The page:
Sat, Jan 22, 2005 - Page 8 News List

Oil-spill lawsuit is a matter of principle

By Fang Lee-shing方力行

A Norwegian court ruled last week that, apart from NT$9.53 million (US$295,000) for miscellaneous fees relating to environmental monitoring, no damages would be awarded for the oil spill caused by the Greek-registered MV Amorgos near Kenting on Jan. 14, 2001. It also ruled that Taiwan must share legal costs of nearly NT$16.9 million.

Some people believe that this incident should have been settled out of court long ago, while others believe that the Environmental Protection Administration (EPA) has suffered a double loss by taking the case to court. Many people think the EPA's decision to seek compensation was not handled intelligently enough.

But these criticisms are superficial; the EPA did the right thing by resorting to international legal action.

Seeking compensation should be about concern for ecological restoration, and the sum awarded is not the main issue. Substantial ecological destruction occurred when the Amorgos sank off Kenting National Park.

The plaintiff, in this case Taiwan's government, believes it has the right to determine the amount of compensation, while the defendants believe they should be the ones to determine the extent of their responsibility.

In this situation, taking the matter to court is not only necessary, it is also a way of ensuring that justice is done. Even if both parties had agreed on the amount of compensation, how could we know that this sum would not be too low to escape criticism? And how could we know how the money would be allocated?

In this case, it is better to operate through institutional channels, where both parties can present scientific evidence to be judged by the courts. If either side is dissatisfied with the result, more evidence can be presented in an appeal to a higher court.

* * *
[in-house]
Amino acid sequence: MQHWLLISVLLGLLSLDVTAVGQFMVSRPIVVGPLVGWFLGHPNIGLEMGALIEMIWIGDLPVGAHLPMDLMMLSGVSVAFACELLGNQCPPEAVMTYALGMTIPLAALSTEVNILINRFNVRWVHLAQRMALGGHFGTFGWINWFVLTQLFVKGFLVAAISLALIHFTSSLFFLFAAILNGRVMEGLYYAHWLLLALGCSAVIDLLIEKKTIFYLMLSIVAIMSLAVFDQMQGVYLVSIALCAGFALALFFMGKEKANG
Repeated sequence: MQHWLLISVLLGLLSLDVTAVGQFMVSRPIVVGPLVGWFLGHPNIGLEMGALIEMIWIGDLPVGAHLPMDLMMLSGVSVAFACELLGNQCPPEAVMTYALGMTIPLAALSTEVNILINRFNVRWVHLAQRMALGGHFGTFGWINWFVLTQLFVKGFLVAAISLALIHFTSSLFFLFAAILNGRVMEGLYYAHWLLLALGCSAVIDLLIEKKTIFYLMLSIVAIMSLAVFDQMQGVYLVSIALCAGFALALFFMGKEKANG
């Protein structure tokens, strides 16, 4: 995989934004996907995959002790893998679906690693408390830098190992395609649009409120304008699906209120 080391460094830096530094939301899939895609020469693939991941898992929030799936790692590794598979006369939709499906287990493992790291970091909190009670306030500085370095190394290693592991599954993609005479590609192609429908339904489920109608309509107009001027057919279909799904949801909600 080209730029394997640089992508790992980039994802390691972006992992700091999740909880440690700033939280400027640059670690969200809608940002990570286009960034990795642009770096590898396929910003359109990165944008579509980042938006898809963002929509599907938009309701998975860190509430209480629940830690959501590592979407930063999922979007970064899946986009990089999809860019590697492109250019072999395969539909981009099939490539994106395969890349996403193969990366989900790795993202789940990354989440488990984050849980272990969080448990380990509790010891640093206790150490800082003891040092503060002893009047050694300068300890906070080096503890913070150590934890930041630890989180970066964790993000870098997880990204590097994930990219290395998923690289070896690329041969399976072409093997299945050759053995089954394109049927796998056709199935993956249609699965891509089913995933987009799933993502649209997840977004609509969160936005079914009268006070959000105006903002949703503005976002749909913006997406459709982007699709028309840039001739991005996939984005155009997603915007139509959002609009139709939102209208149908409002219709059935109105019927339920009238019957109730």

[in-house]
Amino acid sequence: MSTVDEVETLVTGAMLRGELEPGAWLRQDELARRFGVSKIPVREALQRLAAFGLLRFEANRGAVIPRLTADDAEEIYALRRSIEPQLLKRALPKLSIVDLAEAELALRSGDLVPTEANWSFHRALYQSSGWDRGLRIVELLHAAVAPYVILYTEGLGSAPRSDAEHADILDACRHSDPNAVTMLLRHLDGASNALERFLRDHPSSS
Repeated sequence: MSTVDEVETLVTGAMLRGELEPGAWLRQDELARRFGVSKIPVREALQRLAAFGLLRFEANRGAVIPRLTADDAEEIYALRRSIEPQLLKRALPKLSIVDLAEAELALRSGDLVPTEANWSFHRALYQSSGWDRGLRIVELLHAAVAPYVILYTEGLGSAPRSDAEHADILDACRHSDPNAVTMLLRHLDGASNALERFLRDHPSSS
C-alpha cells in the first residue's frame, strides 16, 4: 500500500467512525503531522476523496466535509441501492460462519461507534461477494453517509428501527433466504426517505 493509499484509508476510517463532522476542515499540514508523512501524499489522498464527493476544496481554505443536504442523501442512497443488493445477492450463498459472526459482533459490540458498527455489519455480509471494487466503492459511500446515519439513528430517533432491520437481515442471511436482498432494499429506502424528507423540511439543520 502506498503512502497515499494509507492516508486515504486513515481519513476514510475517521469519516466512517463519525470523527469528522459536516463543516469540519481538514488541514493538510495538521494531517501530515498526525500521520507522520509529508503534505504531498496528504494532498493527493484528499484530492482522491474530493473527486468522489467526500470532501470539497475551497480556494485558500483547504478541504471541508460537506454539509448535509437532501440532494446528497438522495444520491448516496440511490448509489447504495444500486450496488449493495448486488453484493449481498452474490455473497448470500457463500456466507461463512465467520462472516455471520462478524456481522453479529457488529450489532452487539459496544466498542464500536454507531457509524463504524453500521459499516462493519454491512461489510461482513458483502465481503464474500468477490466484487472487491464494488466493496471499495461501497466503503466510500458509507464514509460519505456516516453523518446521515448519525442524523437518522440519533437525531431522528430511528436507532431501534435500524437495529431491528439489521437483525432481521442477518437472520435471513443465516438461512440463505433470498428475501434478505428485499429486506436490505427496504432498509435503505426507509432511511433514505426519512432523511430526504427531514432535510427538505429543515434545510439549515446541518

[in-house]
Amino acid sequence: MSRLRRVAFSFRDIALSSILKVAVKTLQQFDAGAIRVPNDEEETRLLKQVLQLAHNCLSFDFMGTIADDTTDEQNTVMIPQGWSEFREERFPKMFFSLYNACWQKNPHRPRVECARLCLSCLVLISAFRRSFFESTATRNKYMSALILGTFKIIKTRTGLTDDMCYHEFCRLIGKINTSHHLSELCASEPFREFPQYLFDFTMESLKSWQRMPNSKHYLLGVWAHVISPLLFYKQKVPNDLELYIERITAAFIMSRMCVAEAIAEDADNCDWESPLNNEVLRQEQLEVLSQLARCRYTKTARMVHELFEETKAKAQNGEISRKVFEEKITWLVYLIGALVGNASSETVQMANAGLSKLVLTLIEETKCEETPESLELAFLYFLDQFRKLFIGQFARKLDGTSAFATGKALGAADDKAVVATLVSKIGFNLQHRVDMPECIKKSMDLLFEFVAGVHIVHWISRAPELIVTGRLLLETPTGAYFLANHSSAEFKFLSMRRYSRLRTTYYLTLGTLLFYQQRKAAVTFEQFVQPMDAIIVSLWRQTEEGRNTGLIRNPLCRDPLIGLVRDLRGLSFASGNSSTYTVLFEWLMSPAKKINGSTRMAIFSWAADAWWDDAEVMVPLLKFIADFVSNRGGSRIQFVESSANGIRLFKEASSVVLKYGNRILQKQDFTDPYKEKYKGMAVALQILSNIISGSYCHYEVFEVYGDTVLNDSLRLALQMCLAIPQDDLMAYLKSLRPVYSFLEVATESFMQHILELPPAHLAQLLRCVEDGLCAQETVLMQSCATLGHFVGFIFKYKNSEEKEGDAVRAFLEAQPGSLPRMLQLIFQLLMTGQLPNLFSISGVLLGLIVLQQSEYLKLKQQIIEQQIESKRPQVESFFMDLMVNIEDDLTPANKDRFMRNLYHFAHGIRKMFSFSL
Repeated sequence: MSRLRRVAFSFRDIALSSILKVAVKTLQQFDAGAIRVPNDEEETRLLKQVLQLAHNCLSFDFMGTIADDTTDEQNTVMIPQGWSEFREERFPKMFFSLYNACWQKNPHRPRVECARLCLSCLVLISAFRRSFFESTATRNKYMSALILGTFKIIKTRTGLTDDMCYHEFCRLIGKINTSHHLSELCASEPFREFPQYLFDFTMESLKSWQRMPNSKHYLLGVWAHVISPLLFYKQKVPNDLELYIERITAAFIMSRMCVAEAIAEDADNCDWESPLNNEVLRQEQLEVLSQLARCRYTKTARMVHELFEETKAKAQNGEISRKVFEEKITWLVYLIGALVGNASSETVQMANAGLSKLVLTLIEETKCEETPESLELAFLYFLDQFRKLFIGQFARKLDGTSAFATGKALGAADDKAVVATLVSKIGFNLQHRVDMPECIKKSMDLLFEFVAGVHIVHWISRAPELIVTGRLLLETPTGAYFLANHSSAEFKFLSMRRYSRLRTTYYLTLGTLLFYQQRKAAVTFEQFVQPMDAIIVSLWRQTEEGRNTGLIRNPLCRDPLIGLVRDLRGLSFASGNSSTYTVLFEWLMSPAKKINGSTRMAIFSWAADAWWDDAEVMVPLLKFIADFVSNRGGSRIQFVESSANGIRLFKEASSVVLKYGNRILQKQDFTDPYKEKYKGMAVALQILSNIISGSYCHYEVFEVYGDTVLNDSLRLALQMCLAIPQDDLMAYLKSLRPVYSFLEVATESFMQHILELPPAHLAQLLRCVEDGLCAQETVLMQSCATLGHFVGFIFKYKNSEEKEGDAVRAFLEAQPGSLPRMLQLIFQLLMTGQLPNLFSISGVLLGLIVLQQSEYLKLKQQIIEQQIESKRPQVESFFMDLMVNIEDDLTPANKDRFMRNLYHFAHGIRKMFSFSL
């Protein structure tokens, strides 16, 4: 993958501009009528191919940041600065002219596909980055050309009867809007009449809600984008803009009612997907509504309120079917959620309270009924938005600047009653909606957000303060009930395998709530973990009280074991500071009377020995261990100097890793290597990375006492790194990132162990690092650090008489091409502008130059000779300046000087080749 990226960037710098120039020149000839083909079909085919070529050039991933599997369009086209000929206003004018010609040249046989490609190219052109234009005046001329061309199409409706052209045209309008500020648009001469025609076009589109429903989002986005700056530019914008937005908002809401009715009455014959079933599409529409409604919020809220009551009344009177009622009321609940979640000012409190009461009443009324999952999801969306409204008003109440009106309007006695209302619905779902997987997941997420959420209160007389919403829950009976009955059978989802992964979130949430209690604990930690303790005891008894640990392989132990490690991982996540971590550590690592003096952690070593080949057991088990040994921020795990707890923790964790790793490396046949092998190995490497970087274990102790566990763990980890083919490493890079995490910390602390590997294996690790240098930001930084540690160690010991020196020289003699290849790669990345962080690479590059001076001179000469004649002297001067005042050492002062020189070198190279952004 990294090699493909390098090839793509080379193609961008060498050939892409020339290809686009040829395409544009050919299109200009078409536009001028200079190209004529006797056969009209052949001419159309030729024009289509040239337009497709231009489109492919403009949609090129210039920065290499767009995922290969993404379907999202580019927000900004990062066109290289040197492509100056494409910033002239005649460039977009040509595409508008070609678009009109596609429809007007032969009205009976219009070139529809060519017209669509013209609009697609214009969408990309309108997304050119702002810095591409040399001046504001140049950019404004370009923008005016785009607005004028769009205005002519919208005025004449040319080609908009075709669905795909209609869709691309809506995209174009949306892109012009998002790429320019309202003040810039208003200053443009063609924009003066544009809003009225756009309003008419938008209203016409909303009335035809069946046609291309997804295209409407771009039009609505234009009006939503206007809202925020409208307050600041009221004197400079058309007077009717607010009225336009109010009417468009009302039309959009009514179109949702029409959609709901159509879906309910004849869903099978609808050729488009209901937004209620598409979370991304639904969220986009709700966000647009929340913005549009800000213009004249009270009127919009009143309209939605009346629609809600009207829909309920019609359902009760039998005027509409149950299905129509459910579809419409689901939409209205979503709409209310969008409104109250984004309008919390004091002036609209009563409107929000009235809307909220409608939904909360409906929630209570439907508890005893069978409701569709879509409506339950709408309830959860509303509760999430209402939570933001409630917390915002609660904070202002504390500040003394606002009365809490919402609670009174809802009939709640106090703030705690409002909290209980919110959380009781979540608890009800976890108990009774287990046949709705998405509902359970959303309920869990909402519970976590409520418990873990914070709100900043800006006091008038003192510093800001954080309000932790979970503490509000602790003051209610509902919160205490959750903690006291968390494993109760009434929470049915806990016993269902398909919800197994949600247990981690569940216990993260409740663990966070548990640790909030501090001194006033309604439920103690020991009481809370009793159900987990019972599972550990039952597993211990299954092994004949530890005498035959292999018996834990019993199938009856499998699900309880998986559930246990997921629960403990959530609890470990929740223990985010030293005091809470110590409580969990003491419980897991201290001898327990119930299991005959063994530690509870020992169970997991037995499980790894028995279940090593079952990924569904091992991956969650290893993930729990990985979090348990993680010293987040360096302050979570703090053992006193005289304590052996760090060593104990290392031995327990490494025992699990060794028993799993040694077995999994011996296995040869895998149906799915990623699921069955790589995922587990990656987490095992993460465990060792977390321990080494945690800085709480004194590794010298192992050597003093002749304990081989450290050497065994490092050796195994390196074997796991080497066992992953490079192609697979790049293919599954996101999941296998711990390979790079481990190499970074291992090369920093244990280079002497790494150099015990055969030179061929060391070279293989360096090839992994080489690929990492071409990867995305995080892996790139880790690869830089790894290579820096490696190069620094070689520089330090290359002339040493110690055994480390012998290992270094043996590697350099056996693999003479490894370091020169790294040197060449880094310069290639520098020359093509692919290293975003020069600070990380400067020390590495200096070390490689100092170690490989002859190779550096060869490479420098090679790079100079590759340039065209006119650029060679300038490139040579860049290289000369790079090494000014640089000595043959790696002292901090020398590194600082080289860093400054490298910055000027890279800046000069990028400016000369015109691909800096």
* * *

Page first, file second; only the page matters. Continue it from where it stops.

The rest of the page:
In such international incidents, it is better to obey the rule of law than letting the matter pass, or taking no further action after receiving at least some compensation.

Obtaining justice through legal means builds a good image for a nation.

The reasoning behind the process of seeking compensation for environmental destruction should be "removing the causes of this destruction and, in the meantime, finding a way to achieve [ecological] restoration," rather than calculating the benefits to be obtained from the des-truction of nature, while ignoring the issue of compensation.

Therefore, the compensation sought by the government should be rooted in the costs of mopping up pollutants and compensating for productivity losses after the oil spill.

The NT$9.53 million will more or less pay for the necessary ecological monitoring, but this is just a very preliminary step in a long recovery process; therefore, the ship's owner should be held responsible for subsequent costs, such as that of removing the wreckage.

Whether further lawsuits result in more comprehensive compensation or not, the government should still do its best to fix the damage.

Abundant scientific evidence for another court case can still be collected on the environmental damage caused by the 2001 oil spill. But what if the verdict is unfavorable to us? Could we say that this is our failure?

The people of Taiwan are

law-abiding and work hard to protect the environment. Their good record in this regard is recognized around the world. It is not something that is determined by the amount of compensation payed.

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